For the past 24 years, swathes of land in prime locations like Marina Bay, Orchard and Havelock have been subject to certain restrictions.
For instance, structures built by developers could not exceed a certain weight. They also had to be able to withstand vibration from traffic if underground roads were built beneath them. Now, those curbs have been removed.
The scrapping of plans for a 30km underground road network will give master planners a freer hand in developing the land above and under ground for other uses, said property industry players.
Suntec Real Estate Consultants' director of research and consultancy Colin Tan said yesterday: "What today's announcement means is that it gives our planners greater flexibility and more room to plan for our future space needs."
The Singapore Underground Road System (Surs) was conceptualised in the 1980s as an underground road system around the city fringe. In 1993, land along the Surs alignment was safeguarded - meaning it was subject to stringent rules for development.
Just three years ago, the Land Transport Authority (LTA) said that Surs could also serve the Marina Bay area and the new southern waterfront city from Keppel Channel to Pasir Panjang Terminal.
The idea was that traffic could then go underground, leaving surface land for other uses. But this has been overtaken by developments such as Singapore's car-lite push.
The LTA said yesterday that 295 properties, of which 257 are privately owned, sit on the previously reserved land. Now, they can potentially be redeveloped - and possibly with higher plot ratios. But it did not reveal the total size involved.
Analysts said it is thus difficult to estimate the exact impact of this move. But in general, said OrangeTee research manager Wong Xian Yang, it means there is potential for more land plots to be "freed up and launched for sale" by the authorities.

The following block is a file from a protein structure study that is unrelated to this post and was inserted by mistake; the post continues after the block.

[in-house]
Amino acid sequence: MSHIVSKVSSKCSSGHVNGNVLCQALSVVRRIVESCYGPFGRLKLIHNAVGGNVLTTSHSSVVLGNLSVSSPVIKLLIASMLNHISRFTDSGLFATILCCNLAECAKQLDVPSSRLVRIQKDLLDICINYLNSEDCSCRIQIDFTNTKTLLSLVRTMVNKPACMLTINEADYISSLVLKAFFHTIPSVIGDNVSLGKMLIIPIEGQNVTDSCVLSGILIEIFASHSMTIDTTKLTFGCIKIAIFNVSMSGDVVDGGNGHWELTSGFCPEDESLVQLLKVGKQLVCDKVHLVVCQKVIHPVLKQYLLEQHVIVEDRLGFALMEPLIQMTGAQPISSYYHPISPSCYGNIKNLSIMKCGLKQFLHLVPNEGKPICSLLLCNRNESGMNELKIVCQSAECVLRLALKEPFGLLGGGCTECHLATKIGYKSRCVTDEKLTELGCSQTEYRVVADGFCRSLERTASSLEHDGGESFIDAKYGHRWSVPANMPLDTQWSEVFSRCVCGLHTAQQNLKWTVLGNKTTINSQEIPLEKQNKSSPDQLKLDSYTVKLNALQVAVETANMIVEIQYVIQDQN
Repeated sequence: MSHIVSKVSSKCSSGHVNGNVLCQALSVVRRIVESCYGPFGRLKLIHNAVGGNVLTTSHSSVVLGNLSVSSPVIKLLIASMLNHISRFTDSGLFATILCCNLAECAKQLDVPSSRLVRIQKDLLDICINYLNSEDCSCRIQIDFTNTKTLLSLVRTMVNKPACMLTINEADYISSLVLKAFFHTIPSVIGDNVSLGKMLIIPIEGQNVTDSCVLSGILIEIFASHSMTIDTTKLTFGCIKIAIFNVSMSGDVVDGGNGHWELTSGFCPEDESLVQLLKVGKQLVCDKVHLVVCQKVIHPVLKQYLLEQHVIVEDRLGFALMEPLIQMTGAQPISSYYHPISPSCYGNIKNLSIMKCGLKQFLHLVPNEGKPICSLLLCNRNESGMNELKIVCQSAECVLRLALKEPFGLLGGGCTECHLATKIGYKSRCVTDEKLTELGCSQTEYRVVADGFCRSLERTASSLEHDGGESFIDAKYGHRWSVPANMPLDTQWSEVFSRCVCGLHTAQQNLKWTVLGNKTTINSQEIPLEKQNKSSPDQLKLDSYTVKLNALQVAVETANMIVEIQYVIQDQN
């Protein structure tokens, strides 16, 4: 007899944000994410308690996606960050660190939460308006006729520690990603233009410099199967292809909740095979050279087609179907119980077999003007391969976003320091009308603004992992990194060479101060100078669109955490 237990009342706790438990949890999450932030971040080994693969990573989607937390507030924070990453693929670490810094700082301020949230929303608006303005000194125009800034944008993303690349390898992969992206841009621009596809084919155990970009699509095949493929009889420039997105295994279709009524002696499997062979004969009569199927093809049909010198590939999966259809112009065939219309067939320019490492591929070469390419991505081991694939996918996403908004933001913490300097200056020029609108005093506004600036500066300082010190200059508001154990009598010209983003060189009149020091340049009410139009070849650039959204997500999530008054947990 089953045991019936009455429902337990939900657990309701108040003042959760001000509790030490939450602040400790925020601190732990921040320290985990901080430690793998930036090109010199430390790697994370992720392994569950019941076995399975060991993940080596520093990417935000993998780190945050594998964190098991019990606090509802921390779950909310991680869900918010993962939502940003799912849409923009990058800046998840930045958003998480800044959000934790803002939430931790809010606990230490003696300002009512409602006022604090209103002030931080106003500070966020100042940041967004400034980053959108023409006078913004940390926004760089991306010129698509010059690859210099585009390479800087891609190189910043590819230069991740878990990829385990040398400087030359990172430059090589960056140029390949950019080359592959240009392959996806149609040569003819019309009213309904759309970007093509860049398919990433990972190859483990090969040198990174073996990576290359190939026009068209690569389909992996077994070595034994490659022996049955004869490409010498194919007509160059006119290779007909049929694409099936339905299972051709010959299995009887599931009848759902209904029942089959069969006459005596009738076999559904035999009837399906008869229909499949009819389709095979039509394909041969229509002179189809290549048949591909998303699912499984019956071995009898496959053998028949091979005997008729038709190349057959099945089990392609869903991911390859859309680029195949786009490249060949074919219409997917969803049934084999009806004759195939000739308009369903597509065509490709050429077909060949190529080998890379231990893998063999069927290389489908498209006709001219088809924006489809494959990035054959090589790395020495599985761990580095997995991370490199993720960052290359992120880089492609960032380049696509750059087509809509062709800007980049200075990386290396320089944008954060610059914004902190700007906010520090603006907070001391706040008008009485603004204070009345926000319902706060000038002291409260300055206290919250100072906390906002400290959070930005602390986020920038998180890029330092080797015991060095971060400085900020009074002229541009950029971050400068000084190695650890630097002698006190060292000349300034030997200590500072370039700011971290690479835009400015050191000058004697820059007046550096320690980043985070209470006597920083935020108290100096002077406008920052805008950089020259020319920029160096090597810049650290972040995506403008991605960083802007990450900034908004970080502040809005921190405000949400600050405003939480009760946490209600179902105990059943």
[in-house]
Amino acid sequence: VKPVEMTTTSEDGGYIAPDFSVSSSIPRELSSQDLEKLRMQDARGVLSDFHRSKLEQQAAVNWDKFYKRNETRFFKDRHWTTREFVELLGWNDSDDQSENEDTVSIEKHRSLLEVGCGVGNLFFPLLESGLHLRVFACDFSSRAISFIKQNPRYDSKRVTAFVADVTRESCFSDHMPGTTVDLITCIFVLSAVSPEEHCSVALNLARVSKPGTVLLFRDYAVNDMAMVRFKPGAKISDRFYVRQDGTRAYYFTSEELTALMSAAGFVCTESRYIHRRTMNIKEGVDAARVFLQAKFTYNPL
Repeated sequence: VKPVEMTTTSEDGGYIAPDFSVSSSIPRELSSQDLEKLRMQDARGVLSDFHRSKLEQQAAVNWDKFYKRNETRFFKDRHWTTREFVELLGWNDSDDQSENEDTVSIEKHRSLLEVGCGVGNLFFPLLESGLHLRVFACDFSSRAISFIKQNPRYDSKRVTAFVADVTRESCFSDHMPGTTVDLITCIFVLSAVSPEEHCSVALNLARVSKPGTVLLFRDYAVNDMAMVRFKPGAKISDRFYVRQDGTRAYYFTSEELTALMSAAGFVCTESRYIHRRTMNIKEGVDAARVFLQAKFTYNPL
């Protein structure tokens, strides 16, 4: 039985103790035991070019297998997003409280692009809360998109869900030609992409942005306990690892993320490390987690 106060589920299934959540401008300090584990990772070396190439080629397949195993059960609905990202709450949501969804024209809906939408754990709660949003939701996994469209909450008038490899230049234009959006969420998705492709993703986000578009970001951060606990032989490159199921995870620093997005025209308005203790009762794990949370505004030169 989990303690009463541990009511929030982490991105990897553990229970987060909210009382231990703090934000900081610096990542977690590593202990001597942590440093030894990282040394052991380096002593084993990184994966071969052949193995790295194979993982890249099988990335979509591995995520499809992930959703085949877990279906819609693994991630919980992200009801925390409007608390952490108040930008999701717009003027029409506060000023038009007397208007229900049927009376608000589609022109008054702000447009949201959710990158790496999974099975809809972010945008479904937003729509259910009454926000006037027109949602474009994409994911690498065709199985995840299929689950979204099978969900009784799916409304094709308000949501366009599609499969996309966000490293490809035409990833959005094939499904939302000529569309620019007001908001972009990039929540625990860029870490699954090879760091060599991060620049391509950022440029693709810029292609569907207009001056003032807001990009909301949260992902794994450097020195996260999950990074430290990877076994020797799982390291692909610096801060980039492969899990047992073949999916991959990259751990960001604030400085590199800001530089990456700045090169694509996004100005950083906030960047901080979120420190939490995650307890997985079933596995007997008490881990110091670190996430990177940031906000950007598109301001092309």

Real estate agency Chris International director Chris Koh said private developers are likely to bid aggressively for any land that will be released for development in future, though it depends on the authorities' plans for the use of the land.
Based on existing plans, plots may include locations in Balestier, Bendemeer, Newton, Orchard, Havelock, Outram and Marina Bay.
"There's always been a perception that most prime land has been taken up, so this is a good move. Developers and buyers would be willing to pay a premium for the land," said Mr Koh.
But Mr Tan warned that it is too soon for any developer or building owner to think of this as "a windfall". "It will still be up to the Urban Redevelopment Authority's master planners to look at the (newly freed-up) land and decide whether to give it a higher plot ratio, so it is not time yet for land owners to rejoice."
There will also be more leeway for developers to dig deeper such as for basement works, said real estate consultancy ZACD Group's executive director Nicholas Mak.